x Abu Dhabi, UAEWednesday 24 January 2018

Longest film gets more scenes in Dubai

One of the world's longest movies, at more than 120 hours, is now even longer after the director used the Gulf Film Festival to shoot extra footage

The French filmmaker Gerard Courant has been working on Cinematon since October, 1977.
The French filmmaker Gerard Courant has been working on Cinematon since October, 1977.

DUBAI // The movie that for years has held the title of the longest ever made became even longer over the weekend as director Gérard Courant shot additional scenes featuring visitors to the Gulf Film Festival.

Courant has been working on Cinématon, which is made up of more than 2,300 segments each lasting three minutes and 20 seconds, since October 1977. Each section features a person shot silently in a single take with a single camera.

The French director filmed himself for the first segment, which he numbered 0. Since then a host of major names from the film world including Jean-Luc Godard, Terry Gilliam and Wim Wenders plus hundreds of people from other walks of life have posed for his camera.

Now the length of the marathon film has been extended to 157 hours thanks to the new material shot at the festival, which is showcasing Courant's work on screens all over Dubai Festival City.

"Shooting here is quite special because I've got an opportunity to film people from the cinema world and the arts in general from countries where I've never shot before," said Courant. "So it's an opportunity for me to approach this region."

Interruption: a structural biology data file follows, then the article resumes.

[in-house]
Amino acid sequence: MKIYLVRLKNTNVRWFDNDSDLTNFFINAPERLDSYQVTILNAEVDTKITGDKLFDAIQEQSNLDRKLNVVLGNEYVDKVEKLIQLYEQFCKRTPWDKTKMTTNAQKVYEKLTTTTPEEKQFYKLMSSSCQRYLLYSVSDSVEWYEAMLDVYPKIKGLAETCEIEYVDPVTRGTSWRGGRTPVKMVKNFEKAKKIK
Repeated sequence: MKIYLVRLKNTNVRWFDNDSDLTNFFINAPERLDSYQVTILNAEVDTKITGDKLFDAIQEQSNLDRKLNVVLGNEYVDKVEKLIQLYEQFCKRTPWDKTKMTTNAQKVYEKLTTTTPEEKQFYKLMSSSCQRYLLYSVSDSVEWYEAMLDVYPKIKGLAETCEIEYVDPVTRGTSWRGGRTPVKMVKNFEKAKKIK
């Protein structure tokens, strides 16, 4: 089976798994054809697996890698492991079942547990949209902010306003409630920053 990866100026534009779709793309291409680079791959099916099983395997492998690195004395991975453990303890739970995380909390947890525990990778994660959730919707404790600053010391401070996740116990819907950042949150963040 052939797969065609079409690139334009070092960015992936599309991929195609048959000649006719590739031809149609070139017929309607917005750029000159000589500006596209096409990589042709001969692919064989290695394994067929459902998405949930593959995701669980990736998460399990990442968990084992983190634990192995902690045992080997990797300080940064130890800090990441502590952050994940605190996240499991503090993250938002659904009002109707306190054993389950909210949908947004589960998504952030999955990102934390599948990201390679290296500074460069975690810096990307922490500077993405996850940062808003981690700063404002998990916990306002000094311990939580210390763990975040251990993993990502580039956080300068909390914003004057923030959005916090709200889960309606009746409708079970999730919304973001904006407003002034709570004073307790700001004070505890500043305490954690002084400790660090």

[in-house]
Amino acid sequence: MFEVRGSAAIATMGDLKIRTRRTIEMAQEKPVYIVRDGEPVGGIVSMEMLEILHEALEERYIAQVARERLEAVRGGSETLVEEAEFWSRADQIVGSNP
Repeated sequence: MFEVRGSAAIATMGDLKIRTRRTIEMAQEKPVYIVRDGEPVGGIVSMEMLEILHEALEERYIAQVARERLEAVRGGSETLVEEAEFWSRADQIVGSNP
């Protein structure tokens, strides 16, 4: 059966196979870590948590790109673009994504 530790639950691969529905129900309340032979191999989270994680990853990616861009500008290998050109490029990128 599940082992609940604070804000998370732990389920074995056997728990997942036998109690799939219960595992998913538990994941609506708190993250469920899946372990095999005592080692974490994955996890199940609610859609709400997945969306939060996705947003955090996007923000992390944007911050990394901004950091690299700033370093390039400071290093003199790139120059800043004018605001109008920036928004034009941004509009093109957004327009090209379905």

The director approaches people he is interested in filming and asks them to appear. The segments - also called cinématons, meaning vignettes - are unscripted and spontaneous and he does not direct his subjects, who are asked to choose a location and decide what they want to do on camera. Gilliam, for example, is seen larking around and eating a banknote.

The first person Courant shot in Dubai was the Kuwaiti director and producer Abdullah Boushahri.

"He set up his camera and he was very quiet and calm, then he just switched it on," said Boushahri. "The first half was a bit awkward for me because you're not talking, you're not being asked questions, there's no direction, it's just you being you in front of the camera.

"Then halfway through I felt more comfortable and started saying 'hello' to friends and playing with my phone, I started taking pictures of Gérard - then he said, 'it's done'.

"You feel part of history, you feel you've been documented, you feel honoured, you feel you're part of the visual memory of a very important filmmaker and cinema."

Courant never set out to make such a long work. "At first I wasn't sure how the audience would receive it," he added. "Only after three months, when the public received it extremely well and it was in demand, then I felt it was something that could be continued endlessly."

The clips should, he said, be about truth and integrity. "It's not about displaying something eccentric or different, it's just displaying your true self even though you look uncomfortable or shy or hesitant in front of the camera."

Courant's appearance in Dubai comes weeks after it was reported that an even longer film had been released by a Danish collective. Modern Times Forever (Stora Enso Building, Helsinki) runs for 240 hours and was screened for the first time last month in the Finnish capital. But the Frenchman is dismissive of the project.

"I do not consider this a film, it is just a collective project," he said. "My film remains the longest ever by one director only. I would not want to compare my work to that type of initiative, which was created just to be the longest with no other real purpose."